The Record Changer magazine epitomized jazz fans, then and now: obsessive, contentious, prone to overstatement and hyperbole. In other words, the things that make being a geek both fun and tiring. The magazine began as a simple way for record collectors in the early 1940s to find the rare sides they had coveted (this is the 78 era, after all, and those fragile, shellacked suckers didn’t have perfect sound forever). But The Record Changer grew steadily throughout the 1940s, and by 1945 it was a true magazine with high-profile contributors. Orrin Keepnews joined the staff in 1948, where he stayed as managing editor until 1956, when he left to run Riverside Records full time. The Record Changer closed in 1957, and it’s been left to the dustbin of jazz history and the humidity-controlled vaults of collectors around the world.
One of the most popular and distinctive features about The Record Changer was Gene Deitch’s artwork. His idiosyncratic cover designs, incorporating the hip styles of the time, from surrealism and cubism to 1950s-style graphics, were gorgeous, and his regular cartoon feature, “The Cat,” was a loving and mocking take on fanatical jazz fans—of which Deitch was one, and he based the character on himself.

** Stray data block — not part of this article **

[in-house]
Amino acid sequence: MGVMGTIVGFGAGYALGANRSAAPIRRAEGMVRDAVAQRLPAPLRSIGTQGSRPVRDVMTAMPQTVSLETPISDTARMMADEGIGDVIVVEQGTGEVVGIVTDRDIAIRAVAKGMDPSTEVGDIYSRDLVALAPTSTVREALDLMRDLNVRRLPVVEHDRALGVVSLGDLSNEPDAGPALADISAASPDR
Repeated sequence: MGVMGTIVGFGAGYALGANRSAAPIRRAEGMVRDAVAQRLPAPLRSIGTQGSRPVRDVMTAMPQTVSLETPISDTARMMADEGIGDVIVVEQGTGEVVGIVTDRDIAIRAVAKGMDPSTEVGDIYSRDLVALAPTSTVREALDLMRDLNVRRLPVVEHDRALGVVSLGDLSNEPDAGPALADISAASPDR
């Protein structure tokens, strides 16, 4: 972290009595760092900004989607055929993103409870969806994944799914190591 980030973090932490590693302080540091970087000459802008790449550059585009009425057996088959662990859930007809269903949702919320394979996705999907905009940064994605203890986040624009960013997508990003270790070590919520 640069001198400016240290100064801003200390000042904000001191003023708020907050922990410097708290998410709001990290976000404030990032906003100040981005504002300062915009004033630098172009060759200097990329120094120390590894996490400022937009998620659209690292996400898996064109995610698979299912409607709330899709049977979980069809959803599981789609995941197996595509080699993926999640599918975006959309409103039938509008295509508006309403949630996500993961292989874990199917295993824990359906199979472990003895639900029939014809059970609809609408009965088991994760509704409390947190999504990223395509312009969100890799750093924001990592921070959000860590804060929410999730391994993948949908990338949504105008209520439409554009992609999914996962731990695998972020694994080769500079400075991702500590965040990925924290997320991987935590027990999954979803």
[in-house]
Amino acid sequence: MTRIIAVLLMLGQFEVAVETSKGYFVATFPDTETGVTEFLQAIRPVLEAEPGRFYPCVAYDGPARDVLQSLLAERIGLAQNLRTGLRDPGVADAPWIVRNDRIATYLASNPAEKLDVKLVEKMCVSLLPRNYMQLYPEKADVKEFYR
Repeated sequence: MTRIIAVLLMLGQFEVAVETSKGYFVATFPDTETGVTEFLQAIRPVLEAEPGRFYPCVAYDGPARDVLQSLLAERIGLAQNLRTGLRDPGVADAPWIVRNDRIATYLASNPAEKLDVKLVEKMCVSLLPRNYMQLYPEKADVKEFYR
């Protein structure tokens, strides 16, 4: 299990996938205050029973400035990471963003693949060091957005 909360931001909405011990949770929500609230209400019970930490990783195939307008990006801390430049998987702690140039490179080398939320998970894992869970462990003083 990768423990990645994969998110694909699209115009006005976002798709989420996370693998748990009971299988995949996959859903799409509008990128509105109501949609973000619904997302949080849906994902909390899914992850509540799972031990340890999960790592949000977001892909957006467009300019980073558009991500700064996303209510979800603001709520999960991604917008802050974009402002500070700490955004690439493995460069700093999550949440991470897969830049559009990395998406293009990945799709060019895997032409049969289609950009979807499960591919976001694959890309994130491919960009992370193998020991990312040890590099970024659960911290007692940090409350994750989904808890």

In the new book The CAT on a Hot Thin Groove, published by Fantagraphics and available in bookstores everywhere, Deitch’s talent is put on gorgeous display in this large, landscape-format book, which collects all his work for The Record Changer. The book is a fascinating look not only at Deitch’s art but also the attitudes of what were deemed “moldy figs”—aka New Orleans hot jazz and hard-swing fanatics—toward bebop and its supporters (i.e., Leonard Feather, who is hilariously skewered in a 1946 cartoon as “Braynard Leather,” a “huckster” for modern jazz and all his writing about it in “Monotone” magazine).
The 160-page The CAT on a Hot Thin Groove is a steep $39.95, but it’s a swanky book, with no production cost spared. Dig it.